Compliance

Only toys meeting the essential requirements of TSD 2009/48/EC may be placed in the EEA market and entitled to free movement throughout all Member States. In particular, standards laid down by the European standardization bodies provide evidence of compliance with the essential requirements – toys meeting these requirements bear the CE marking. When a toy is placed on the EEA market, the manufacturer must draw up an EC declaration of conformity, which must be kept by the manufacturer or its authorized representative established within the EU for a period of 10 years after the toy is put on the market and continuously updated if necessary. By doing so, the manufacturer assumes the responsibility for the compliance of the toy with the essential requirements of the TSD 2009/48/EC. Each toy to be placed on the market is subject to a conformity assessment procedure, which demonstrates that a toy placed on the market complies with the requirements of TSD 2009/48/EC. The manufacturer is required to apply one of two possible procedures depending on the nature of the toy:

  • Self verification: used in cases where harmonized standards cover all relevant aspects of a toy. In this case, the manufacturer must apply the existing harmonized standards and ensure that the toy is in conformity. The manufacturer must also put in place an internal production procedure in accordance with Module A of Annex II of Decision 768/2008/EC, for which the involvement of a notified body is not required. However, many large retailers still require an independent report as a condition of supply, even though this is not a legal requirement.
  • Third party verification / “EC-type examination”: it is required in case harmonized standards do not exist; harmonized standards have not or only partly been applied by a manufacturer; one or more harmonized standards have been published with a restriction; or the manufacturer considers that the nature, design, construction or purpose of the toy requires a third party verification.

In such cases, under Module B of Annex II to Decision 768/2008/EC, the manufacturer submits a model of the toy to a notified body which examines the technical design of a toy and verifies and attests that the toy meets the requirements of TSD 2009/48/EC by issuing an EC-type examination certificate. Under Module C, which covers the production phase, the manufacturer ensures the conformity of the toys with the type described in the EC-type examination certificate and with the relevant requirements. Conformity under Module C is evaluated against an approved EC-type examination certificate and does not require the involvement of a notified body.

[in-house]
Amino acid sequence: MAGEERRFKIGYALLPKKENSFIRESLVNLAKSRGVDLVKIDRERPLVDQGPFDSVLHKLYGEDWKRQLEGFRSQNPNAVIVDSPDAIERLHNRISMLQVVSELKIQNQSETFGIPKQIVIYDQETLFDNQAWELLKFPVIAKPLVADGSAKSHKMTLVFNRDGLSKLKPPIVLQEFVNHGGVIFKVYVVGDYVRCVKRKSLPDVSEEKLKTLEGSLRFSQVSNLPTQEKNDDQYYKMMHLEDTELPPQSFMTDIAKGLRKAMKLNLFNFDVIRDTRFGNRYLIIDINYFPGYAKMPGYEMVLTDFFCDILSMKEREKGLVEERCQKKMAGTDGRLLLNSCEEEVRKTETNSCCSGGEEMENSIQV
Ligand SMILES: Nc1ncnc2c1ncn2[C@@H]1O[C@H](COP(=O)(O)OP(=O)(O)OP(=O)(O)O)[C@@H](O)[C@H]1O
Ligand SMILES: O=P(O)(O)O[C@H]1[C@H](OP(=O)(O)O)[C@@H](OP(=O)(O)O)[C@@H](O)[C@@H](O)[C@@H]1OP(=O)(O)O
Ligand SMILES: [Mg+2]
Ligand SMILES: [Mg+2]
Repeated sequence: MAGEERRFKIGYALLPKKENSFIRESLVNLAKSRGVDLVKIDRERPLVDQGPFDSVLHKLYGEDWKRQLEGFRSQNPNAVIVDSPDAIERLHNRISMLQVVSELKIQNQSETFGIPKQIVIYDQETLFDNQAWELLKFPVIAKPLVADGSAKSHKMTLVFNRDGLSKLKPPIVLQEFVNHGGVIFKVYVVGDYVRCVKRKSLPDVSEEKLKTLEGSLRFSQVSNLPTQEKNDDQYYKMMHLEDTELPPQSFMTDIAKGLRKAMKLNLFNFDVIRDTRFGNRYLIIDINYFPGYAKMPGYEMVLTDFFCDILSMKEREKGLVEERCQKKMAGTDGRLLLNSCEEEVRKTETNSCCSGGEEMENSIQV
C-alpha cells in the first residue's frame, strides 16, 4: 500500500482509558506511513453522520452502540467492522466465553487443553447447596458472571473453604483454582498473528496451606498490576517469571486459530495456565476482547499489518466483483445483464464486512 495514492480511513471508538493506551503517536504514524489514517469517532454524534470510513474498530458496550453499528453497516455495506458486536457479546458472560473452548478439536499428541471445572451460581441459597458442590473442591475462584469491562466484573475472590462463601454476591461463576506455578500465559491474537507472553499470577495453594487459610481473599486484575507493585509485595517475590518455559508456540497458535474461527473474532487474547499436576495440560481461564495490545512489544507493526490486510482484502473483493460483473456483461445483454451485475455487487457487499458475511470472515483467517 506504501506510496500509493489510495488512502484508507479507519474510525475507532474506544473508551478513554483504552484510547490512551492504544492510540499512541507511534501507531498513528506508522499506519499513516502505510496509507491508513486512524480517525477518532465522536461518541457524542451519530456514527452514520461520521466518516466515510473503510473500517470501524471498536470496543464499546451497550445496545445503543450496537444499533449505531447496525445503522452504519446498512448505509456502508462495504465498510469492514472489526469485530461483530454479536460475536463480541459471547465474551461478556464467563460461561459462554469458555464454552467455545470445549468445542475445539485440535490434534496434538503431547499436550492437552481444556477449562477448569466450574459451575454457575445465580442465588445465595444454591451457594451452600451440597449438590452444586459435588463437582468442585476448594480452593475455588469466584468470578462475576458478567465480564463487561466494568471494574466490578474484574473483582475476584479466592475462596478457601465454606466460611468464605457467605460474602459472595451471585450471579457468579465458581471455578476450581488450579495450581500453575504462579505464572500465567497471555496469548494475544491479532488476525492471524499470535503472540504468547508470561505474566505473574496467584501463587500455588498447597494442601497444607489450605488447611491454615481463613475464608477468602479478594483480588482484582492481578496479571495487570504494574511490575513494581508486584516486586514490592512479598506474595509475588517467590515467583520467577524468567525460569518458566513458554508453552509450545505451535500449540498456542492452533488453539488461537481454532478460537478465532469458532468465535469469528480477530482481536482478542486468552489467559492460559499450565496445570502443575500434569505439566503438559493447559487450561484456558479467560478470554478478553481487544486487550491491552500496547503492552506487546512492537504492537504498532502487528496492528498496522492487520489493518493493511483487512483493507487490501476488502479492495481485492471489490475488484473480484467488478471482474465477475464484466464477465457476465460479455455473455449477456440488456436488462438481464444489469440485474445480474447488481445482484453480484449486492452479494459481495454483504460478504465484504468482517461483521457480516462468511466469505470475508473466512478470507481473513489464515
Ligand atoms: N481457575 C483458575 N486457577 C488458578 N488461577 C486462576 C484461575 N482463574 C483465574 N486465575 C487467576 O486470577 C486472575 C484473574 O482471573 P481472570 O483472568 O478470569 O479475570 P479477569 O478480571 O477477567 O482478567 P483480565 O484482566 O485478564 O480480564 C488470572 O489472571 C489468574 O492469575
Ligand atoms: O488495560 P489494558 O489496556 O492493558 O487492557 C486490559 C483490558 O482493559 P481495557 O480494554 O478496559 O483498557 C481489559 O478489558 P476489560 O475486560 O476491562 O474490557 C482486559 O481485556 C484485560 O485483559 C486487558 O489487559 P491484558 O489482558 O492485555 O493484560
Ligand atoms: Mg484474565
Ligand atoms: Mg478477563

However, before submitting the toy to the appropriate conformity assessment and before the toy is placed on the market, the manufacturer must draw up a safety assessment, which has the objective of identifying the potential hazards of a toy and to assess the potential exposure to those hazards – this procedure is mandatory under TSD 2009/48/EC and will determine which conformity assessment procedure is required.

The safety assessment must cover the various chemical, physical, mechanical, electrical, flammability, hygienic and radioactivity hazards that the toy may present, as listed in Annex II of TSD 2009/48/EC. Even though many of these requirements are covered by harmonized standards, the manufacturer must assess whether there may be gaps uncovered.

The safety assessment must be kept as well by the manufacturer in the technical documentation for 10 years after the toy has been placed on the market.

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